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NEWS: New mural for Major (Dec. 2019)

December 9th, 2019 · No Comments

Parkette location chosen to celebrate Bloor’s rich offerings

Initial concept of mural design by Daniela Rocha for the Major Street parkette (rear, east-face of Sleep Country location) pending for May of 2020.

By Khyrsten Mieras

The Bloor Annex BIA is expanding its Bloor Street Revitalization Project with the addition of a new mural to showcase the neighbourhood’s rich offering of culture and diversity.

In August, the BIA sent a request looking for mural proposals from local artists to design and paint a mural on the façade at 459 Bloor St. W. in the Major Street parkette. They chose Daniela Rocha, an OCAD graduate and muralist who lives in the Annex, to undertake the project.

“The Annex is one of the most popular neighbourhoods in the city, so to me it’s a really great honour to paint it,” said Rocha. “I just feel very excited about it because it’s going to be a very cool mural and I think it’s very different from what the murals are here in the city.”

Rocha’s mural captures many of the distinct landmarks and characteristics in the Bloor Annex community. Her design includes Trinity St. Paul’s United Church, bike lanes on Bloor, a totem pole for the Native Canadian Centre, Lee’s Palace, and a camera to represent Hot Docs Cinema. It also combines images of flying books from BMV, artists’ materials from Midoco, tools from Wiener’s Home Hardware, drinks from local bars, cuisine from the area, neighbourhood animals, and plants and trees to portray the nature of the Annex.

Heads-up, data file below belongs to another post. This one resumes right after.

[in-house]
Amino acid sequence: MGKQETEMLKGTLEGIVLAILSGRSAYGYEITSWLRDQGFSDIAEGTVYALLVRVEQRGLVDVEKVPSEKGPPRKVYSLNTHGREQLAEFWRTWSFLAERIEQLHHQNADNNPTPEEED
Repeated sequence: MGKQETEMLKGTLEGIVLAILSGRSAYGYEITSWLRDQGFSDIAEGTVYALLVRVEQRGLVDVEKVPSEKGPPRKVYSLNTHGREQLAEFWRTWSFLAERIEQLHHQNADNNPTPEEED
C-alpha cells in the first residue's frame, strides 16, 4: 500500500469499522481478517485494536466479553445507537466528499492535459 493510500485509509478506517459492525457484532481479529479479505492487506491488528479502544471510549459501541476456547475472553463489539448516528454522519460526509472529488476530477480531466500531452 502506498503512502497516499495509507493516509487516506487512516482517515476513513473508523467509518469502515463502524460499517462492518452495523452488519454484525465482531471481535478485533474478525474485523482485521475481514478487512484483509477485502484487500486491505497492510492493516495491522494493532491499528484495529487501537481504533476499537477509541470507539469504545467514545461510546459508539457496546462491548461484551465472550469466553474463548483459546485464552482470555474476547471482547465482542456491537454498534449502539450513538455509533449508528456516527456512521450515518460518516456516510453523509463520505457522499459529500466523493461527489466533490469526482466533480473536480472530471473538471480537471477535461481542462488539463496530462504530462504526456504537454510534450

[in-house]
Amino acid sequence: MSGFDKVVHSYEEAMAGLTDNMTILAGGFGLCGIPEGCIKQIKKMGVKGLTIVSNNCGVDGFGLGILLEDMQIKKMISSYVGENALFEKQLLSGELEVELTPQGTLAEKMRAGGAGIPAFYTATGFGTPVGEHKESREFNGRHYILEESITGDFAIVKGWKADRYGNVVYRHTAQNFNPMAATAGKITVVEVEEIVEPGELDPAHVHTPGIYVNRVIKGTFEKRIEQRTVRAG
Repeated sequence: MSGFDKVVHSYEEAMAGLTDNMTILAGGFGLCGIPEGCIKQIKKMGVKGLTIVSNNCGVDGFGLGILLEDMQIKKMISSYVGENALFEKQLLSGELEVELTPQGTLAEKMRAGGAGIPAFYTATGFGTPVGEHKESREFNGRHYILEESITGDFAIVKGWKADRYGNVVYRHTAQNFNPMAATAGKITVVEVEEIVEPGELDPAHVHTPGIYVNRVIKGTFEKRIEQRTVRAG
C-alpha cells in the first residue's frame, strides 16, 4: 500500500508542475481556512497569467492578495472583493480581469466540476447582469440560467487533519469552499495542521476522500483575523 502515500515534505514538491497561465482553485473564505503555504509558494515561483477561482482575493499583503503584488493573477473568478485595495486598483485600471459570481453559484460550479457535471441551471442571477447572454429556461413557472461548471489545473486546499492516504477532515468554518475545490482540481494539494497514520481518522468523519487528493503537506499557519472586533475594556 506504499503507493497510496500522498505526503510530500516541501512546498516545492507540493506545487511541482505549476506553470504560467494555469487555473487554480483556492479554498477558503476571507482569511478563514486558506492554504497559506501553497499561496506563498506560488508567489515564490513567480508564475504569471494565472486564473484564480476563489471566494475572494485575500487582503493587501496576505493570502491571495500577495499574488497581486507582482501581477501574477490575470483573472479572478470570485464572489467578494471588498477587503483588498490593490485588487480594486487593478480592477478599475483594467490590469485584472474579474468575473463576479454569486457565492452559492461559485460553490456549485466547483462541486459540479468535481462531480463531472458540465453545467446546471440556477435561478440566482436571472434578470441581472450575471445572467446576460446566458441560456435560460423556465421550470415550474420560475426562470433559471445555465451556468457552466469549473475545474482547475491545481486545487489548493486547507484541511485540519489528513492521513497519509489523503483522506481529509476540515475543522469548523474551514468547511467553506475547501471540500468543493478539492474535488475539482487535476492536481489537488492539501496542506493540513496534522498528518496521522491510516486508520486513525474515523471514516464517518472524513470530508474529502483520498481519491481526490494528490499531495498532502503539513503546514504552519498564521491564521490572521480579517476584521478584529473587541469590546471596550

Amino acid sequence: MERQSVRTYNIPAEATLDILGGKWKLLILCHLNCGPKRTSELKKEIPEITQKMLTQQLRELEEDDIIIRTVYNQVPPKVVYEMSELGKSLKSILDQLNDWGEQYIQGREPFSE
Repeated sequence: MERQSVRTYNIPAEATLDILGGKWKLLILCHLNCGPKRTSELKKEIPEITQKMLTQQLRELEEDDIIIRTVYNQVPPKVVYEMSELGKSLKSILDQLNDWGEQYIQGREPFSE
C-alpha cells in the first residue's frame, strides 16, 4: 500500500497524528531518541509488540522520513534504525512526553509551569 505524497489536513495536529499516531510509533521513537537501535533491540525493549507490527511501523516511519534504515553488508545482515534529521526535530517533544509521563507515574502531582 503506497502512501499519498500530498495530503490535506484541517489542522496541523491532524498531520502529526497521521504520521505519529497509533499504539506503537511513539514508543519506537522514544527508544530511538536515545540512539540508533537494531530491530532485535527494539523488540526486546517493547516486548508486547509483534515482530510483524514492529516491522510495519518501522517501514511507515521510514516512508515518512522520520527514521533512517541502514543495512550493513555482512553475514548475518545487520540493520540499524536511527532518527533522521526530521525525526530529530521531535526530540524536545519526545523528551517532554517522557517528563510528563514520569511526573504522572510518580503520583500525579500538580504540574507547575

“I was inspired by the Annex in general, mostly the stores or just the restaurants that have been there for a long time,” said Rocha. “I’m originally from Colombia and came to Toronto back in 2007 and the Annex has been the neighbourhood that I’ve always been to, so I wanted to just portray the things that I’ve seen since then.”

Artists needed their ideas to meet four criteria in order to be considered for the project: they needed to take inspiration from cultural establishments, entertainment venues, and art in Bloor Annex; they needed to incorporate the community’s future, contain colourful and positive imagery, and not be overly intricate or simplistic.

Rocha’s piece highlighted all of these aspects with an emphasis on colour. 

“I wanted to have a very colourful piece because for me colour is really important. I think that, especially right now during winter, everything becomes really grey and there’s not much sun, so my work is very distinctive because of the colour.”

Twenty-one local artists submitted their designs for the competition. The jury, made up of representatives from the BIA’s board and business members as well as cultural centres in the neighbourhood, chose the winning mural by rating each submission and narrowing them down to five. The group reviewed those five together before coming to a final decision.

Ellie Hayden, the previous project administrator for the Bloor Annex Revitalization project, helped to organize the contest and submissions. 

“I’ve orchestrated mural projects for other BIAs and this was by far the biggest response I’ve seen,” Hayden wrote in an email to the Gleaner. “What was even cooler was how many of the artists had connections to the Annex neighbourhood. I think it speaks to the creative nature of this community and how invested people are in making it a welcoming place.”

The mural is expected to be completed next spring with the help of funding from the City of Toronto that was extended until the end of May 2020.


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